Pinelawn Memorial Park and Arboretum hosted its annual Honey Bee Experience last week to highlight the bee’s importance to Long Island’s ecosystem.
More than 350 community members and 62 Boy Scouts and Girl Scouts from five local troops gathered on the Pinelawn grounds on Sunday, Sept. 18 to participate in a Q&A with master beekeeper Steve Chen to learn more about the honey bee and to enjoy a hands-on learning experience at the hives.
Pinelawn also provided honey bee arts and crafts, a “Find the Queen,” children’s activity where participants searched for the queen bee within the observation hive and fresh honey tasting straight from the bee hive frames.
“Honey Bees and other pollinators are in decline. With more and more honey bee species being added to the list of endangered species, it its becoming more necessary than ever to educate the public on how essential these insects are to the beauty of our grounds and to Long Island’s larger ecosystem,” Fred Hoffmann, grounds supervisor at Pinelawn Memorial Park and Arboretum, said in a written statement. “We hope all our Pinelawn families and local community members were able to take a moment to admire how beautiful the honey bee is while we shared our own knowledge of their role in our environment.”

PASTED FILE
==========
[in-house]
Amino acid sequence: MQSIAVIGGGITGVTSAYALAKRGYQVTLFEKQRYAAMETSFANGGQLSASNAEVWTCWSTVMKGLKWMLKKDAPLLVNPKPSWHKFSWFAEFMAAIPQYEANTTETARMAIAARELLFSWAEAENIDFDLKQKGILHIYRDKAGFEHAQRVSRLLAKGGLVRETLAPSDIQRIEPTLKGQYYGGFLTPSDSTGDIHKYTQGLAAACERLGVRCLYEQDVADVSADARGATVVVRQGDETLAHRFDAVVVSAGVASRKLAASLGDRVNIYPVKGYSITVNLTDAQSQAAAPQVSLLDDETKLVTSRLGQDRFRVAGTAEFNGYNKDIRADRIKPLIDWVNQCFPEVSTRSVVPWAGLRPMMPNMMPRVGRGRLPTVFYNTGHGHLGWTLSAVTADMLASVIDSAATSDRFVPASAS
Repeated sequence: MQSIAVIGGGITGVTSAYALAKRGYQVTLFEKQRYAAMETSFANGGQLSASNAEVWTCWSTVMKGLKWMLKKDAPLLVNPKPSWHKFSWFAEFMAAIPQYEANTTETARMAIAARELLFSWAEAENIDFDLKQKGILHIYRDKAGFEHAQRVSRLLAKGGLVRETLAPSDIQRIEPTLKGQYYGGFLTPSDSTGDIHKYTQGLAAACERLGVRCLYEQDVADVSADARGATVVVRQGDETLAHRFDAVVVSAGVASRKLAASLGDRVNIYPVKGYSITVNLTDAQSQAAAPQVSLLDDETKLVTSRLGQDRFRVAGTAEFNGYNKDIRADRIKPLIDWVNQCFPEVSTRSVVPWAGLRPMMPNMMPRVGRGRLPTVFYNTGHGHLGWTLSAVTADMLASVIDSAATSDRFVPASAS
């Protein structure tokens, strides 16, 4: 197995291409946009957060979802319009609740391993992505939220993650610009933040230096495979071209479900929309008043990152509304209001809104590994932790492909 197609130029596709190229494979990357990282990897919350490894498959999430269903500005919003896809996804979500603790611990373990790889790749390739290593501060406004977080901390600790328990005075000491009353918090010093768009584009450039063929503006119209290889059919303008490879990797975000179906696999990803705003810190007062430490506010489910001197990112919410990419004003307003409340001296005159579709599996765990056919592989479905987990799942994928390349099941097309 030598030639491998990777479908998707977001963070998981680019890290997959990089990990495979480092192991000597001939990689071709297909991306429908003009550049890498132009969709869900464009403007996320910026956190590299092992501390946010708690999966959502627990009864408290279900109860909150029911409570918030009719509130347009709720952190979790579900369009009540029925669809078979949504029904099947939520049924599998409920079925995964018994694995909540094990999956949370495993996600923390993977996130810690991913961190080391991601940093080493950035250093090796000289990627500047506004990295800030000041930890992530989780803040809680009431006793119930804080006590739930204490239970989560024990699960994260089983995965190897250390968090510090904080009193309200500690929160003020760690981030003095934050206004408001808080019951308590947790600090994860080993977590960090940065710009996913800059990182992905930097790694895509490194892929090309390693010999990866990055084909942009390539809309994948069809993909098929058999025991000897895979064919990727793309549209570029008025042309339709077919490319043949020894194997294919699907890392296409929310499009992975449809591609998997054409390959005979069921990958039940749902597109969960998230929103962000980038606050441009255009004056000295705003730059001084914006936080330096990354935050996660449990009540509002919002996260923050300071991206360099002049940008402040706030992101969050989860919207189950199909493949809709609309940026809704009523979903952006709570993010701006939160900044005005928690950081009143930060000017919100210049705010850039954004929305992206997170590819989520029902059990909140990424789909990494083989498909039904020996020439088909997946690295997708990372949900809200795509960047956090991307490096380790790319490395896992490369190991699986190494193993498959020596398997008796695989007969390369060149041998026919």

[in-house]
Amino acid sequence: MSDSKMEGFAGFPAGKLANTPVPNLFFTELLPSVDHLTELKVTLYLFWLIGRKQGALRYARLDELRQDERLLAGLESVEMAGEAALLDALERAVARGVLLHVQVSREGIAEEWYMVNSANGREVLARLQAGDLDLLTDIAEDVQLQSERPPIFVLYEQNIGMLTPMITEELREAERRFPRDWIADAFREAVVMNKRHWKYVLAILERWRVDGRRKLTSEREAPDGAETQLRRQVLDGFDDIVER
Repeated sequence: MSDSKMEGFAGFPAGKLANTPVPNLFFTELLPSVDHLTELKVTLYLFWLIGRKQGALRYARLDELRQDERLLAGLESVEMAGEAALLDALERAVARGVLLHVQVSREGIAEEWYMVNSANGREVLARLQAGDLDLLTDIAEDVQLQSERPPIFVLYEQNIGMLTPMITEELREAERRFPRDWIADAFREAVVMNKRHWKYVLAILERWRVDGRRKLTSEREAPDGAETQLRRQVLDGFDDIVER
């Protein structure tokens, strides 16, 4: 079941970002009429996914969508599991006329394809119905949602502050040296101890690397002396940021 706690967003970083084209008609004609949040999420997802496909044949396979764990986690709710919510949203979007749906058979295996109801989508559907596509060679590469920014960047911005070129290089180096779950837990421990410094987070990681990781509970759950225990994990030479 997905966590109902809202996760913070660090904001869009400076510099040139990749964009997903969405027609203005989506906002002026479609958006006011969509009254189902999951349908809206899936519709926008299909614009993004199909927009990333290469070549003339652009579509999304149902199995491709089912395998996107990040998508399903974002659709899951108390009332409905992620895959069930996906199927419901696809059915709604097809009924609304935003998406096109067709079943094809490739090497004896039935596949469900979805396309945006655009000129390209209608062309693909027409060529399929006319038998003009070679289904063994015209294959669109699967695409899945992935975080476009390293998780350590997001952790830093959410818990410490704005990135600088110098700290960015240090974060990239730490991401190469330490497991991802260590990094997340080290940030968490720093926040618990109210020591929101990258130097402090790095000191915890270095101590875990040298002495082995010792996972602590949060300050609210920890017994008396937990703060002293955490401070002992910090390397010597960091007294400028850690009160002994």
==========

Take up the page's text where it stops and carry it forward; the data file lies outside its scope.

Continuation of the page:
Pinelawn’s Honey Bee Hive Program began in 2017 to support the honey bee population and promote pollination. Across Pinelawn’s six hives, they host over 500,000 honey bees that pollinate the grounds’ gardens as well as the surrounding landscape.